With this work, we aim to enrich the knowledge about the monetary policy transmission mechanism in the Czech Republic with empirical evidence on the impact of monetary policy on bank lending. Using a panel of quarterly time series for Czech commercial banks for the period 1996-2001, we study the overall effect of monetary policy changes on the growth rate of loans and the characteristics of the supply of loans. The characterization of the credit market's supply side allows us to make inferences on the operativeness of the credit channel (the bank lending channel and the broad credit channel) of the monetary transmission mechanism. We find that changes in monetary policy alter the growth rate of loans with considerably stronger magnitude in the period 1999-2001 than in the period 1996-1998. From the analysis intended to capture the characteristics of the supply of loans, we conclude that the lending channel was operative in the period 1996-1998: we find cross-sectional differences in the lending reactions to monetary policy shocks due to degree of capitalization and liquidity. For the subsequent period 1999-2001, the results also show distributive effects of monetary policy due to bank size and a bank's proportion of classified loans. In the context of steadily decreasing interest rates, this bolsters the supposition of credit rationing and hence that of an operative broad credit channel. At the same time, we find evidence of linear relationships between bank characteristics and the growth rate of loans, and again these relationships change between the two time periods. This bodes well with the changes in the structure and attitude towards lending of the Czech commercial banks.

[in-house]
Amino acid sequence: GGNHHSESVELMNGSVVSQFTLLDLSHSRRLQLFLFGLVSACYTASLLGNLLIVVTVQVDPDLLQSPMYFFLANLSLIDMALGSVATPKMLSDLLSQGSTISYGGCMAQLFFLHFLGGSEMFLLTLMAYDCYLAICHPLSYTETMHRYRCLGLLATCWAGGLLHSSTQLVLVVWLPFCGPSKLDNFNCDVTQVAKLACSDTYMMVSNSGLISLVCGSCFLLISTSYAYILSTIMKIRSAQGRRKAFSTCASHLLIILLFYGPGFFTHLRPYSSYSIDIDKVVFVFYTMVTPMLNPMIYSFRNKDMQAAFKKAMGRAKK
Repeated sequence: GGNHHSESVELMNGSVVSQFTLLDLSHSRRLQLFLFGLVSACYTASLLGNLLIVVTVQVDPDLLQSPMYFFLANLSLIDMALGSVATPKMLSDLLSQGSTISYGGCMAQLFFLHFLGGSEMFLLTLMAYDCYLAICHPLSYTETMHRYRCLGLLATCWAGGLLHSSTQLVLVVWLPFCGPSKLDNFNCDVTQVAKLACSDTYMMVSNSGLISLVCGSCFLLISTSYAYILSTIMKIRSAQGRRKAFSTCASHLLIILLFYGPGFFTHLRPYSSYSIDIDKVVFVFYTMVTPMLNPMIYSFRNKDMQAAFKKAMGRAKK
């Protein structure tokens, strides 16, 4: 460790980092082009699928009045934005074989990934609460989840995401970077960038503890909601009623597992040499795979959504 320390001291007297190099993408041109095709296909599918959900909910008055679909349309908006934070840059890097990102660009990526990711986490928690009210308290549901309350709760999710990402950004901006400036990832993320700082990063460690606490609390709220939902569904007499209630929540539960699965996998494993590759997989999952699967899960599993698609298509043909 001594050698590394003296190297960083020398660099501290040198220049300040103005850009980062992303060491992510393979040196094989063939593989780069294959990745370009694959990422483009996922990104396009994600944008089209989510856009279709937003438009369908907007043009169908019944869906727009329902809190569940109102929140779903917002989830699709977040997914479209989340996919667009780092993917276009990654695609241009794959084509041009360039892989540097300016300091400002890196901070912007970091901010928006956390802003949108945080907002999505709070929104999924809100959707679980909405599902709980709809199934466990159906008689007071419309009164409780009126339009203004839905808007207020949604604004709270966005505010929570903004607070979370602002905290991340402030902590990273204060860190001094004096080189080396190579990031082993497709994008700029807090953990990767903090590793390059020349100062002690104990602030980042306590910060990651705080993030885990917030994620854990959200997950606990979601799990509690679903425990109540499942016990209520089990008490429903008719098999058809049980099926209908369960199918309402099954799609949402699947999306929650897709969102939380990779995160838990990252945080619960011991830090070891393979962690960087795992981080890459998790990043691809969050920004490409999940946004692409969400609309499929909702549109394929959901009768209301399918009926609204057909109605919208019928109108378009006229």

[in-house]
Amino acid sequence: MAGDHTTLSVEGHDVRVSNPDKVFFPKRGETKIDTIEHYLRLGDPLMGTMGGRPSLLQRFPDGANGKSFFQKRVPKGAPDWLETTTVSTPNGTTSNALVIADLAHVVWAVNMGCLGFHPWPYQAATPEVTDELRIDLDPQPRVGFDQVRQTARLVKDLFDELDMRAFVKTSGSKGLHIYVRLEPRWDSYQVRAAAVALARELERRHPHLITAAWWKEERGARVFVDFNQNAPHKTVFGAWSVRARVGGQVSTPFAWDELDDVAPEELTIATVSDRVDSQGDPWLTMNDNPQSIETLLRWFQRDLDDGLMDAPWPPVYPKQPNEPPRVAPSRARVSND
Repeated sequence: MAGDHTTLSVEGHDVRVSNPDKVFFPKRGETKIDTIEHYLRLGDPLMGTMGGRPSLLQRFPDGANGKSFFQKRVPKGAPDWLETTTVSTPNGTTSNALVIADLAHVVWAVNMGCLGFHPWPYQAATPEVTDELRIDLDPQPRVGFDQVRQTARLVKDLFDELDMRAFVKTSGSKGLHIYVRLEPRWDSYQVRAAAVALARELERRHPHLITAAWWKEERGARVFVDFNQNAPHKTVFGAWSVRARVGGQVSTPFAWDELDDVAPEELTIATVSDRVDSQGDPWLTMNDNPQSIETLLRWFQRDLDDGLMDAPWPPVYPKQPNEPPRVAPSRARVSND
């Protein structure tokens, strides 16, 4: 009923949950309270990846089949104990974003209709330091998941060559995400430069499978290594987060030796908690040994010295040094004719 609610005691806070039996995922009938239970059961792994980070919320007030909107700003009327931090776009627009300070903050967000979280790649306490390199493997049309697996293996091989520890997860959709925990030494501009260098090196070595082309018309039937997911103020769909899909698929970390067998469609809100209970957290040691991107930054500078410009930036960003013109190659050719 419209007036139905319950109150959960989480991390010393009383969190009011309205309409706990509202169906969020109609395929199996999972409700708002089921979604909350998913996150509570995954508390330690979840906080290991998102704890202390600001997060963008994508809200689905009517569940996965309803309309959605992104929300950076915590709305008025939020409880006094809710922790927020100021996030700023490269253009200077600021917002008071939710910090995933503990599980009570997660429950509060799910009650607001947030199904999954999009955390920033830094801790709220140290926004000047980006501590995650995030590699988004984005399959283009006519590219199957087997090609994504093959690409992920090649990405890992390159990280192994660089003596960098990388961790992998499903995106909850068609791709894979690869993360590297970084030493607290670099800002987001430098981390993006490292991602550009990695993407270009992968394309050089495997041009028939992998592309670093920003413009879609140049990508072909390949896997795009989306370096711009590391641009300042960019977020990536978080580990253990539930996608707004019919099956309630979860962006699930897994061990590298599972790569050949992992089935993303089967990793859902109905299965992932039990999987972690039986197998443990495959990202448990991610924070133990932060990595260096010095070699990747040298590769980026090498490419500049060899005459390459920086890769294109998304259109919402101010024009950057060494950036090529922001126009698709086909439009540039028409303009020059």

Keywords: Bank lending channel, broad credit channel, credit rationing, monetary transmission mechanism.
Issued: April 2004
Published as: The role of banks in the Czech monetary policy transmission mechanism, Economics of Transition, 15(2), pp. 393-428, 2007
Download CNB WP No. 3/2004 (pdf, 331 kB)